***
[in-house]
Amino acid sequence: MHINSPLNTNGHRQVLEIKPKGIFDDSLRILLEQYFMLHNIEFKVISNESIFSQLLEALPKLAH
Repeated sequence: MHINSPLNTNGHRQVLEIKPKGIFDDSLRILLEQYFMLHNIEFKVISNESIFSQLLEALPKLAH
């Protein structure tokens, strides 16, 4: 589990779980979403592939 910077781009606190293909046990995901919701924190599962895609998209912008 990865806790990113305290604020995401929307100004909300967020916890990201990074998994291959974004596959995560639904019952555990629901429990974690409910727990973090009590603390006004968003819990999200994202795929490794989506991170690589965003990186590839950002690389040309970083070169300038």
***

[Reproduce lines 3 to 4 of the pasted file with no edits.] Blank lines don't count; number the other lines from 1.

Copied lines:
Repeated sequence: MHINSPLNTNGHRQVLEIKPKGIFDDSLRILLEQYFMLHNIEFKVISNESIFSQLLEALPKLAH
């Protein structure tokens, strides 16, 4: 589990779980979403592939 910077781009606190293909046990995901919701924190599962895609998209912008 990865806790990113305290604020995401929307100004909300967020916890990201990074998994291959974004596959995560639904019952555990629901429990974690409910727990973090009590603390006004968003819990999200994202795929490794989506991170690589965003990186590839950002690389040309970083070169300038």